Does 12-3 convince Amaro to stand pat? They’d still be four games under .500, and they still would need to play 40-20 (.667) the rest of the way to finish with 89 wins. But it’s a more difficult decision at that point. Fans will start getting excited again. They’ll start believing. But don’t you have to push through and make the trade anyway? If it’s the package you want I think you probably do. But it must be the package you want. No settling. You can’t get Vicente Padilla, Travis Lee, Omar Daal and Nelson Figueroa, like they got for Curt Schilling in 2000. They can’t get Placido Polanco, Bud Smith and Mike Timlin, like they got for Scott Rolen in 2002. They have to get the guys they want.

Tough call, isn’t it?

So what would it take for you not to sell?

Tell me what it takes to let you go

*

Jimmy Rollins played coy or simply did not want to answer my questions about waiving his trade rights.

Deep Thoughts …

Hola, amigos.

I’ve been laying low a few days, recharging the batteries and getting back to neutral after a long first half. But I’m back and it’s a gorgeous afternoon at Dodger Stadium. Things are good. Well, things are good except for the Phillies. They are 39-51, 14 games behind the Nationals and 11 games behind the Wild Card leaders — even after taking 2 of 3 from the Rockies this weekend.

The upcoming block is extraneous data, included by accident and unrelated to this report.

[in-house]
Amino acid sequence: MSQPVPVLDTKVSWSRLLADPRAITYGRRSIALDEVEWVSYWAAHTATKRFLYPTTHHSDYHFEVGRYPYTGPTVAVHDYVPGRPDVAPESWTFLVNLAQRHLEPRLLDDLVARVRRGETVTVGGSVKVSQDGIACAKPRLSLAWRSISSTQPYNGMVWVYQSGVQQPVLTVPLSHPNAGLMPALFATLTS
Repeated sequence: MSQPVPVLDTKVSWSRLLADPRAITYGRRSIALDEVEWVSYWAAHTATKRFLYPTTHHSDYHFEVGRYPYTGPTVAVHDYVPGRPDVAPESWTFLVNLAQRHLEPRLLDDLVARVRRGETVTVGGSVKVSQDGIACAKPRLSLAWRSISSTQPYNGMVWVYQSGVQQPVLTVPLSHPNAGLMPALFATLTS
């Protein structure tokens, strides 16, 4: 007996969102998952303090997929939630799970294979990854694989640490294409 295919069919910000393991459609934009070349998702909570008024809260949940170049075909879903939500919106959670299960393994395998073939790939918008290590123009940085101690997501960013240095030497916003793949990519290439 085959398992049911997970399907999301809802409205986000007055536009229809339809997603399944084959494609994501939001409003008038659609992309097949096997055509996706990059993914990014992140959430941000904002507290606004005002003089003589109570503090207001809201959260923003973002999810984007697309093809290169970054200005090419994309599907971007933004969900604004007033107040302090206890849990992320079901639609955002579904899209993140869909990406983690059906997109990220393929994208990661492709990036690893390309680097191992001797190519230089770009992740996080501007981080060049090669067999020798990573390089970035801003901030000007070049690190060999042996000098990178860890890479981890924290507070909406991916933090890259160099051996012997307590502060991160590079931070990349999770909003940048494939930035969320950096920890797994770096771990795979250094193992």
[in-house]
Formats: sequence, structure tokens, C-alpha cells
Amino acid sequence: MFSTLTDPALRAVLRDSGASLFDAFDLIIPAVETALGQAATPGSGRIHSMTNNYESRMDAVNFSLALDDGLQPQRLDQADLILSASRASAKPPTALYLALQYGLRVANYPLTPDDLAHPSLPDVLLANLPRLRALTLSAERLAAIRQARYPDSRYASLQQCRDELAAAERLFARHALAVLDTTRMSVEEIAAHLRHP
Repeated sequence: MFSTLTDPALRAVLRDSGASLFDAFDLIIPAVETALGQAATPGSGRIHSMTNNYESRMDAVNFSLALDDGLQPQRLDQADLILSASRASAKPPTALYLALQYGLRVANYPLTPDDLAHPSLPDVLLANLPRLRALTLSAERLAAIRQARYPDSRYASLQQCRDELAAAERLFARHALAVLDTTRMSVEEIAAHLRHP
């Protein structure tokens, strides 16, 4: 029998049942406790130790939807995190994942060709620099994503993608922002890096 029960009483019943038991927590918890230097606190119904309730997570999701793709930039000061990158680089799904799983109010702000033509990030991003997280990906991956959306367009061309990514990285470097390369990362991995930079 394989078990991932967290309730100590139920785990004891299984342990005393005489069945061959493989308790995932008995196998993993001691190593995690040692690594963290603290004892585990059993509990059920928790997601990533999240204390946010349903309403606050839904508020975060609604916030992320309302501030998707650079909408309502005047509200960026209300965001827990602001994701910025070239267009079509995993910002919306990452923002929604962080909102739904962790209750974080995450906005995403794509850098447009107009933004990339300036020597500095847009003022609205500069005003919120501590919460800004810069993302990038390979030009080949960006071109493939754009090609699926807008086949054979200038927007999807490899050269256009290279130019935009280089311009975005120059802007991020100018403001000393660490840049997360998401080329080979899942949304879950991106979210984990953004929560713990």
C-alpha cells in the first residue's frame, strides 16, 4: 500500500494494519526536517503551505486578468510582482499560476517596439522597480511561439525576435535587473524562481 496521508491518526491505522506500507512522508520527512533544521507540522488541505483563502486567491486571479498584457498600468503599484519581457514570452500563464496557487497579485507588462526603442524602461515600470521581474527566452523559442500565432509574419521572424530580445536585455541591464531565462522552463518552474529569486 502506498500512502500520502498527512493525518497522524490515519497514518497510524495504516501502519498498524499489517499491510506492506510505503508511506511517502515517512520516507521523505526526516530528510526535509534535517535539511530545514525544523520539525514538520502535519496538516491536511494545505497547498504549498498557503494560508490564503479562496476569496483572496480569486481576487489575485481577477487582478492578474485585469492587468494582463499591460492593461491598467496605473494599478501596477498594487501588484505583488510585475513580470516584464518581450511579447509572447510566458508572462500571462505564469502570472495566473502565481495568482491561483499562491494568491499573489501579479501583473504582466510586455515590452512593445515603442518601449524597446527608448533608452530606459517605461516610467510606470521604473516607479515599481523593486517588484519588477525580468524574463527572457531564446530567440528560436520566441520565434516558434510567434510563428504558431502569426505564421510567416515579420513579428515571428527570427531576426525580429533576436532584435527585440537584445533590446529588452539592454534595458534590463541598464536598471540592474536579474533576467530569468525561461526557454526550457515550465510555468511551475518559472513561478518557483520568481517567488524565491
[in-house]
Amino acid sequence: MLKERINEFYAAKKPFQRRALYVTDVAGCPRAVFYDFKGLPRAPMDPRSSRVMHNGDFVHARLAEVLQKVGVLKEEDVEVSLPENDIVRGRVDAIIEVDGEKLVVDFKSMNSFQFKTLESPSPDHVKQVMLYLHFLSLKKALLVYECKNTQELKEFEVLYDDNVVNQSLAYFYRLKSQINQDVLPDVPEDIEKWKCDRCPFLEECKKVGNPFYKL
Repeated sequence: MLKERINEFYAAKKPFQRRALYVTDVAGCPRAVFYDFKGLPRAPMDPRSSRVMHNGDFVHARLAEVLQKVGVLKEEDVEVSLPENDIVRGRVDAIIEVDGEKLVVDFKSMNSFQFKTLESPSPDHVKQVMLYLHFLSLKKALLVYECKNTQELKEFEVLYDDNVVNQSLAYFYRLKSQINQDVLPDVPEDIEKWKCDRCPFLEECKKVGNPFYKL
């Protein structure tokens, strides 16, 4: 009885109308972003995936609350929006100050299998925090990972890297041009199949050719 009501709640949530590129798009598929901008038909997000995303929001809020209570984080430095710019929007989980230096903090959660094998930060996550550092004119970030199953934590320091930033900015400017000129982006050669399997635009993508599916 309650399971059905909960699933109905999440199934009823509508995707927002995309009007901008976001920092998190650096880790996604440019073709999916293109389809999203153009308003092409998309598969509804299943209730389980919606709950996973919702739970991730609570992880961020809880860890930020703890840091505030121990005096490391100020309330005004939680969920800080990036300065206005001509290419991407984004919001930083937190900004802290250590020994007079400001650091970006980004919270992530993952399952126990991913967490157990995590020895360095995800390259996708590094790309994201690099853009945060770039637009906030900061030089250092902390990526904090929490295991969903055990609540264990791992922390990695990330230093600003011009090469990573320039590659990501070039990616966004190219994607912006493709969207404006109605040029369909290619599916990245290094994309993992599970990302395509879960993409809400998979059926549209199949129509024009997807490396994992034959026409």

I know a lot has been written about the next couple weeks, but I thought I’d offer my take.

In no particular order:

  • The Phillies will make their best offer to Cole Hamels soon. I expect him to reject it, unless he is absolutely blown away. What does that mean? Well, the Phillies signed Cliff Lee to a five-year, $120 million contract in Dec. 2010. If the Phillies offer Hamels five years, $125 million or five years, $130 million with some sort of sixth-year option or whatever, I don’t think that’s going to blow him away. I just don’t. Now, a seven year, $175 million offer might get the job done, but I’m not sure the Phillies will go that far. Hamels has said everything right over the past couple weeks. He says he wants to stay in Philadelphia. He says he trusts the organization will do everything it can to be competitive next season and beyond. But he also says this is one of the only times in his life he can discover his true value. Hamels is two or three months away from free agency. Really, why sign now?